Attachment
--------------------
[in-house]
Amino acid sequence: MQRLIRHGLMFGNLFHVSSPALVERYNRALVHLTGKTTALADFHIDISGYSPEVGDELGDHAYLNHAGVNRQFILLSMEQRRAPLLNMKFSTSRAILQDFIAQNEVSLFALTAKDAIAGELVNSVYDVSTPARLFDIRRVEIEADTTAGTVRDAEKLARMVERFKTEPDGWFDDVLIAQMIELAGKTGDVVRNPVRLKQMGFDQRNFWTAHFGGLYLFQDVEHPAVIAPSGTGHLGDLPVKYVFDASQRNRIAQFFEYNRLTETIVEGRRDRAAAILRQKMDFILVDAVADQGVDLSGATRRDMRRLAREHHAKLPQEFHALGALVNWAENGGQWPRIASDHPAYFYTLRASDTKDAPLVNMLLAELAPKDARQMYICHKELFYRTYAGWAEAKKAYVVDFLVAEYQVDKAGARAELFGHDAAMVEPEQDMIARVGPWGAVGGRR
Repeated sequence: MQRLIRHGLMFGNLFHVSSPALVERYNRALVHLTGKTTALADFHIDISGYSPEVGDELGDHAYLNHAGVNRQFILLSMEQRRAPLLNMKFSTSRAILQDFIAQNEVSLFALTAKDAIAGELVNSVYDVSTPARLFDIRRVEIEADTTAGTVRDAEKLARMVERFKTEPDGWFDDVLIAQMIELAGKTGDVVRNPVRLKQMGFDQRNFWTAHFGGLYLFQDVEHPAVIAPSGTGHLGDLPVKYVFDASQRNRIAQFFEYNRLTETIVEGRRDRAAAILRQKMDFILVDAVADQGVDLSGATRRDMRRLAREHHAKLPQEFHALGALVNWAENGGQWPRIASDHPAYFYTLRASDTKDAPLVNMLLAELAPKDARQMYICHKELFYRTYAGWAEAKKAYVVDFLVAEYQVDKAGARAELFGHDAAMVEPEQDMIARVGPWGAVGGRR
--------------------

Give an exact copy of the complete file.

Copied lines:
[in-house]
Amino acid sequence: MQRLIRHGLMFGNLFHVSSPALVERYNRALVHLTGKTTALADFHIDISGYSPEVGDELGDHAYLNHAGVNRQFILLSMEQRRAPLLNMKFSTSRAILQDFIAQNEVSLFALTAKDAIAGELVNSVYDVSTPARLFDIRRVEIEADTTAGTVRDAEKLARMVERFKTEPDGWFDDVLIAQMIELAGKTGDVVRNPVRLKQMGFDQRNFWTAHFGGLYLFQDVEHPAVIAPSGTGHLGDLPVKYVFDASQRNRIAQFFEYNRLTETIVEGRRDRAAAILRQKMDFILVDAVADQGVDLSGATRRDMRRLAREHHAKLPQEFHALGALVNWAENGGQWPRIASDHPAYFYTLRASDTKDAPLVNMLLAELAPKDARQMYICHKELFYRTYAGWAEAKKAYVVDFLVAEYQVDKAGARAELFGHDAAMVEPEQDMIARVGPWGAVGGRR
Repeated sequence: MQRLIRHGLMFGNLFHVSSPALVERYNRALVHLTGKTTALADFHIDISGYSPEVGDELGDHAYLNHAGVNRQFILLSMEQRRAPLLNMKFSTSRAILQDFIAQNEVSLFALTAKDAIAGELVNSVYDVSTPARLFDIRRVEIEADTTAGTVRDAEKLARMVERFKTEPDGWFDDVLIAQMIELAGKTGDVVRNPVRLKQMGFDQRNFWTAHFGGLYLFQDVEHPAVIAPSGTGHLGDLPVKYVFDASQRNRIAQFFEYNRLTETIVEGRRDRAAAILRQKMDFILVDAVADQGVDLSGATRRDMRRLAREHHAKLPQEFHALGALVNWAENGGQWPRIASDHPAYFYTLRASDTKDAPLVNMLLAELAPKDARQMYICHKELFYRTYAGWAEAKKAYVVDFLVAEYQVDKAGARAELFGHDAAMVEPEQDMIARVGPWGAVGGRR